Pull the Trigger on Smith & Wesson

Whenever there’s a discussion about guns, you’re sure to find a lot of emotion, passion and politics. Second Amendment supporters are earnest and active in their advocacy of the right to bear arms, yet equally passionate are gun control advocates who argue that easy access to firearms is what’s responsible for much of the violence and crime in America.

The pendulum on this debate tends to swing swiftly in both directions, and it’s usually headline-driven. These headlines also tend to influence the fortunes of gun stocks.

The tragic events in Tucson, Ariz., in January, where a gunman killed six people and injured 12 others, including Arizona Congresswoman Gabrielle Giffords, was the latest high-profile incident that heated up the gun debate.

In the days immediately following the Arizona tragedy, the two main publicly traded firearms companies — Sturm Ruger (NYSE:RGR) and Smith & Wesson (NASDAQ:SWHC) — both saw a spike in their share price. That spike was short-lived, however, and since then we’ve seen a divergence in the fortunes of the two gun makers.

Interestingly, the reason for this divergence has little to do with the reaction on the politics of the gun debate, and much more to do with the fundamental strength of each company.

In the case of Sturm Ruger, makers of the Ruger brand pistols, rifles and shotguns, the company has hit the earnings bullseye. In February, it posted fourth-quarter earnings of 30 cents a share on strong sales of $64.1 million. Both top- and bottom-line numbers bested Wall Street expectations.

The chart below shows just how bullish traders have been on RGR shares since the Feb. 23 earnings release.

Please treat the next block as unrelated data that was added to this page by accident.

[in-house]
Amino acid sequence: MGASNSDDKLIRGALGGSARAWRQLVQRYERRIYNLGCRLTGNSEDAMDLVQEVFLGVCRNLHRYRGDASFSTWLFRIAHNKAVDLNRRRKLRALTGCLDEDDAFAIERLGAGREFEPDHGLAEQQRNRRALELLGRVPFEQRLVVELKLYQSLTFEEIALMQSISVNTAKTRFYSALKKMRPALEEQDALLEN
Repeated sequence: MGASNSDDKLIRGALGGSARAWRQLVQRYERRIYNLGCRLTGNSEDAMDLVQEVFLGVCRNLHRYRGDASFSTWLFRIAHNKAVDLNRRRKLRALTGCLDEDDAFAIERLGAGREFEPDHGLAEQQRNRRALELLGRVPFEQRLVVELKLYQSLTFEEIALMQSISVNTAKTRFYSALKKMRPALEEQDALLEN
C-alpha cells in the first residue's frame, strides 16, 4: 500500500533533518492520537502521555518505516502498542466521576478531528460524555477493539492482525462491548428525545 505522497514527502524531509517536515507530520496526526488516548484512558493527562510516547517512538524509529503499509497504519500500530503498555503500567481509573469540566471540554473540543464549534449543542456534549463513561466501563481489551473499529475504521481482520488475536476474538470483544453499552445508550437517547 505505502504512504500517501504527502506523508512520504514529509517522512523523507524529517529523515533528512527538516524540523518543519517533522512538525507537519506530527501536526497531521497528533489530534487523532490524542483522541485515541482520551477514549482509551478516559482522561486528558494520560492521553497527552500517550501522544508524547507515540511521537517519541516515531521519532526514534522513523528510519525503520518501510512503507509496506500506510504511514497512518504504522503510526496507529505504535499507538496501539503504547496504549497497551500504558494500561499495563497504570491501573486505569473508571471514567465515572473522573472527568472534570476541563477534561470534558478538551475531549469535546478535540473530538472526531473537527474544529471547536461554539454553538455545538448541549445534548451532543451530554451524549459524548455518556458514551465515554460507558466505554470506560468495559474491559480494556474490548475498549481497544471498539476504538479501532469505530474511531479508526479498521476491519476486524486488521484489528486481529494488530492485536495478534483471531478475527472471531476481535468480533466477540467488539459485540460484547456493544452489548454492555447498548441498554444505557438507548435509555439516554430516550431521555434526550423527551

It’s been nearly the opposite story with rival gun maker Smith & Wesson. On March 10, the company reported fiscal third-quarter earnings that completely missed the target. For the three months that ended Jan. 31, Smith & Wesson lost $52.8 million. That’s a far cry from the $3.1 million the company earned in the same quarter a year ago. Revenue also was down for the quarter.

Now to be fair, it wasn’t Smith & Wesson’s firearms division that misfired. In fact, revenue from the company’s primary division climbed to $79.2 million from $74.7 million a year earlier. The drag on Smith came from its perimeter security division, which saw a 38% drop in revenue as businesses and the government spent less on its perimeter security systems.

The chart here shows just how much SWHC shares were punished by investors after the poor quarterly results.

To give you a sense of how much divergence there’s been between Sturm Ruger and Smith & Wesson, consider that over the last three months RGR is up 36.3%, while SWHC is down 6.6%. This basically tells you all you need to know when it comes to selecting which firearms stock is the better one to own.

If Smith & Wesson can shore up its security division, the shares might improve their earnings aim. Until then, however, Sturm Ruger is the firearms maker investors should pull the trigger on.

Disclosure: At the time of this writing, Jim Woods held no positions in any of the stocks mentioned here. He does, however, own a Ruger SP101, and a Smith & Wesson SW19

Article printed from InvestorPlace Media, https://investorplace.com/2011/04/pull-the-trigger-on-smith-wesson/.

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